Big Ten stock report, Week 2

Every Wednesday during the season, we'll take a look at which players/teams/issues in the Big Ten are on the rise and which ones are on the decline. And after a couple more games are in the books, we'll give you a weekly report on where the various player-of-the-year races stand.

Let's check the stock pages:

Stock up

Penn State running backs: Silas Redd had a terrific opening-week performance against Indiana State, rushing for 104 yards and two touchdowns on just 12 attempts. Brandon Beachum averaged nearly six yards per carry on his seven attempts. Of course, running it against Indiana State is not quite the same as doing so against Alabama, so stay tuned.

Michigan defense: This could best be described as a buy low opportunity. The Wolverines kept Western Michigan out of the end zone after the first quarter (granted, there was no fourth quarter last week in Ann Arbor), and two Michigan defenders -- linebacker Brandon Herron and defensive back Jordan Kovacs -- received national recognition for their play. I'd still advise you to hold on this stock, but at least it's trending upward from the past couple of years.

Joe Bauserman: The Ohio State quarterback proved he could be more than just a capable backup with a strong outing (three passing touchdowns, one rushing) against an admittedly weak Akron defense. Bauserman even flashed his wheels on a 15-yard touchdown scramble. Terrelle Who?

Illinois discipline: The Illini didn't commit a single penalty against Arkansas State, the first time in 18 years an Illinois team kept the yellow flags off the field an entire game. Only two other teams in the country, Eastern Michigan and Navy, went penalty-free in Week 1.

Max Shortell: The Minnesota quarterback couldn't complete the comeback charge against USC and threw an interception on the Gophers' final drive. But considering that Shortell is a true freshman who was pushed into action in the fourth quarter when MarQueis Gray went out with cramps, his performance (7-for-13 for 98 yards and touchdown) was pretty impressive. He's got poise and a bright future.

Stock down

Iowa running backs: Marcus Coker couldn't build on his breakout bowl performance in the opener, rushing for only 41 yards and fumbling twice against Tennessee Tech. Worse, Mika'il McCall broke his right ankle and is out for the season after putting together some nice runs while Coker was benched. I expect much better things from Coker, but the Hawkeyes have had a lot of recent drama in their backfield.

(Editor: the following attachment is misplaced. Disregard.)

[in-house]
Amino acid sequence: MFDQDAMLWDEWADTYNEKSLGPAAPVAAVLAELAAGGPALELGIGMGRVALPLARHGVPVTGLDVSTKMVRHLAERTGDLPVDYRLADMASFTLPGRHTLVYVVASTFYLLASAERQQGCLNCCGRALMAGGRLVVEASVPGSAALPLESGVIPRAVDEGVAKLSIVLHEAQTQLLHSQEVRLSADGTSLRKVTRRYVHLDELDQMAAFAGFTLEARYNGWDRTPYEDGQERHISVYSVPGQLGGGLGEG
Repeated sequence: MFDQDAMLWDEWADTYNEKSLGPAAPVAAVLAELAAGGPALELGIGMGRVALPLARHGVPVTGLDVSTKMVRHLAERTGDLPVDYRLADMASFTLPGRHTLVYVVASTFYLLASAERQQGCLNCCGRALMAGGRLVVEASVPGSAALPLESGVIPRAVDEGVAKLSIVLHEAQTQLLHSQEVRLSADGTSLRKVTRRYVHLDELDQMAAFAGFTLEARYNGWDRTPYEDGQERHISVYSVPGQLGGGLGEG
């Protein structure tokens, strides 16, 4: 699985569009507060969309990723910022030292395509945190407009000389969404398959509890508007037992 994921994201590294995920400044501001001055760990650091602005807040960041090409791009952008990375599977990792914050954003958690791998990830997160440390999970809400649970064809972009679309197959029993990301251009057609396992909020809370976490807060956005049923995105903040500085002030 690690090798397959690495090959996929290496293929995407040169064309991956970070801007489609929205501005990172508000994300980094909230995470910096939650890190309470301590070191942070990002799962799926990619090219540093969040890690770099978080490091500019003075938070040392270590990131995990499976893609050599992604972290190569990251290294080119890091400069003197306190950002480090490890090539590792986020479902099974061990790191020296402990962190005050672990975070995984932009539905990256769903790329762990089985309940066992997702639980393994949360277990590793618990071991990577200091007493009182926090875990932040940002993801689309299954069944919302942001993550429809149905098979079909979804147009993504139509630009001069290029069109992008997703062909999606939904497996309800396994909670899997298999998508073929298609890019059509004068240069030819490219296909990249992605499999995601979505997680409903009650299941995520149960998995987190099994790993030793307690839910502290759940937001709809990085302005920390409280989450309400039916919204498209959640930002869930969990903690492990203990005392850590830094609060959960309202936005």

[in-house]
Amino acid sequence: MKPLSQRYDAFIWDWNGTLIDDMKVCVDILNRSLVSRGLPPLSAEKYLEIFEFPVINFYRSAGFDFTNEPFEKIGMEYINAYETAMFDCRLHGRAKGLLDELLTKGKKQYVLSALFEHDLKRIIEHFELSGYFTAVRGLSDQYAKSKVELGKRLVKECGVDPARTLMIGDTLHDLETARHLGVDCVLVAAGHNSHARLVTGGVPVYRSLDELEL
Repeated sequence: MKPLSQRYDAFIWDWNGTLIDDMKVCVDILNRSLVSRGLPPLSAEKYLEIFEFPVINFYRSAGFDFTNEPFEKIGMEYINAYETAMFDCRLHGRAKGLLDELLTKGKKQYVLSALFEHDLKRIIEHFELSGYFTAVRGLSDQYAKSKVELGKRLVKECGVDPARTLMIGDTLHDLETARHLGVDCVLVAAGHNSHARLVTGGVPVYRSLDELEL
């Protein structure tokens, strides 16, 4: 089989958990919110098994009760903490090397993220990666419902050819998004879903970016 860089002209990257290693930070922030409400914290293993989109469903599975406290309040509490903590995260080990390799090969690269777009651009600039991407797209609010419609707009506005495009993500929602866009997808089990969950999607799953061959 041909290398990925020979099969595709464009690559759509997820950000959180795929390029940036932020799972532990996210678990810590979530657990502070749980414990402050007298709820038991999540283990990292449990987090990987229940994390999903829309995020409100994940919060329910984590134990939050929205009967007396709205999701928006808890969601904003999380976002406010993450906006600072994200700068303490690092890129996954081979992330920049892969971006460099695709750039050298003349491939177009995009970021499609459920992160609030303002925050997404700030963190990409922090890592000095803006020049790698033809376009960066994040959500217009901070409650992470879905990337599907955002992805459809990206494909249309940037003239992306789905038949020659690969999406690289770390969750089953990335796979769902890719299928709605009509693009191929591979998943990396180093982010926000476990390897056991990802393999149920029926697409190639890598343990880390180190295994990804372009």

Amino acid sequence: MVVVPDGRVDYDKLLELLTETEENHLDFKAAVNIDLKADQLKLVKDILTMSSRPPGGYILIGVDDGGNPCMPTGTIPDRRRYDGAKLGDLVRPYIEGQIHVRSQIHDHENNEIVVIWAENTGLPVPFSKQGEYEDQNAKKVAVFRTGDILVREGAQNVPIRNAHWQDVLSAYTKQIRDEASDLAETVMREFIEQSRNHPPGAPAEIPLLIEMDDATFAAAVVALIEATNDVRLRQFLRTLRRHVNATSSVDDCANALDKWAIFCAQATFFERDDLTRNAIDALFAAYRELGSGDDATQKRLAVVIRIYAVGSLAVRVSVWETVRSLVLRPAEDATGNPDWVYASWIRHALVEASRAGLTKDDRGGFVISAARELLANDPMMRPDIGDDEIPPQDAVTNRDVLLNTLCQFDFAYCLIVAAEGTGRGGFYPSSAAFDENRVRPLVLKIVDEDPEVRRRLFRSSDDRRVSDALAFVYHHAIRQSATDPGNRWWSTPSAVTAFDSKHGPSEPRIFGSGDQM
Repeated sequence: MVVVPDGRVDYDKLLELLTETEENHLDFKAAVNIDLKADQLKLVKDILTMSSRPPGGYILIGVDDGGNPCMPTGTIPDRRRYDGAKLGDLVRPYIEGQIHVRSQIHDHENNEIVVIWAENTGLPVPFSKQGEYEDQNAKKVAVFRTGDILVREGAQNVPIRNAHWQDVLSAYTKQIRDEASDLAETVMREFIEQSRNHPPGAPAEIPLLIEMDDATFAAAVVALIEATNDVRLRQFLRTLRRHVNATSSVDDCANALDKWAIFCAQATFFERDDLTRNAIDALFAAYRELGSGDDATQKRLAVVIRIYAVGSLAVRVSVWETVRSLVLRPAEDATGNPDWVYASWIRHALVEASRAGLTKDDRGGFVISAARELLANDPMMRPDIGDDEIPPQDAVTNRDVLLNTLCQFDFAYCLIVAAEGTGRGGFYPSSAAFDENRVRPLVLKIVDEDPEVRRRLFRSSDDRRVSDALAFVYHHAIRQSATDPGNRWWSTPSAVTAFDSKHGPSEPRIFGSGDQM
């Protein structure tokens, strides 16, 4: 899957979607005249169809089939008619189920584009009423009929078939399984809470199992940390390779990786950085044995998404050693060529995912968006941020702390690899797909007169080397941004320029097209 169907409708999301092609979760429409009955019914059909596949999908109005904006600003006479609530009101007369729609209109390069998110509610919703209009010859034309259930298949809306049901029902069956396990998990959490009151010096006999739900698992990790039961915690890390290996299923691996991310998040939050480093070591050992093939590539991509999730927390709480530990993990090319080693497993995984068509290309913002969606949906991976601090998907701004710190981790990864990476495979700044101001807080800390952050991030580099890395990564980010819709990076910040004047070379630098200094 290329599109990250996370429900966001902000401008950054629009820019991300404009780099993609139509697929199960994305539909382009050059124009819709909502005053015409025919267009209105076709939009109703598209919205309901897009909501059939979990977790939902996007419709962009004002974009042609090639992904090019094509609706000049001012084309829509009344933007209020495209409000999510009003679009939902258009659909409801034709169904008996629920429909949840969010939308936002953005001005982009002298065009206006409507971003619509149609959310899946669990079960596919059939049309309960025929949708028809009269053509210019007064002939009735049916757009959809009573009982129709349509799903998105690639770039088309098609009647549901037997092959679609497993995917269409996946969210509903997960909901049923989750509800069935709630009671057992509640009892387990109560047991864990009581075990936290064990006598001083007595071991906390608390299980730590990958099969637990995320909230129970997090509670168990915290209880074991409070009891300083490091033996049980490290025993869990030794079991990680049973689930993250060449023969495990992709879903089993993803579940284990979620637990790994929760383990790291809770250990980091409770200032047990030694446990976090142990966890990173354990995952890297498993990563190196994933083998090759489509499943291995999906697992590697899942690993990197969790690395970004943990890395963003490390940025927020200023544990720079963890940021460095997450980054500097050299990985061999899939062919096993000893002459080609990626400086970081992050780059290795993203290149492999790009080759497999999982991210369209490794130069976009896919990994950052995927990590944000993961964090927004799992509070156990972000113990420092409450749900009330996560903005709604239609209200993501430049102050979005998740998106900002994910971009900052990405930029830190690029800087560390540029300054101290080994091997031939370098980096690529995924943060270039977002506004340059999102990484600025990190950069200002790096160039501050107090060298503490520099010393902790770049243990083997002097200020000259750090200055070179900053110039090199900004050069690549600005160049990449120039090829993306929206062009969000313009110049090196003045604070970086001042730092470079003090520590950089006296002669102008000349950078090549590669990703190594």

Spartans special teams: The kicking game was a huge factor for Michigan State last year. But in the first week, Spartans special teams were less than special. Freshman punter Mike Sadler averaged just 38.3 yards per punt, normally reliable place-kicker Dan Conroy missed a 27-yarder and a muffed punt return led to Youngstown State's lone score. Too early to panic, but Michigan State will need to be better in those areas with its daunting road schedule.

Purdue discipline: Unlike Illinois, the Boilermakers drew all kinds of yellow hankies in their opener. Purdue was flagged 11 times for 95 yards in its nail-biting win over Middle Tennessee. Only two other teams, Oregon and Western Kentucky, were penalized more. The Boilers don't have enough margin for error to be making those kinds of mistakes.

Minnesota's pass defense: Robert Woods is probably going to make a lot of teams look bad. Yet the Gophers still allowed the USC star to catch a staggering 17 passes for 177 yards and three scores. Minnesota's defense improved in the second half, but it will have get much better overall to compete in the Big Ten.

Hoosier hysteria: An opening week loss to Ball State threw some cold water on the excitement surrounding new Indiana coach Kevin Wilson. The Hoosiers are an underdog this week at home against Virginia. But it's early; don't sell this stock just yet.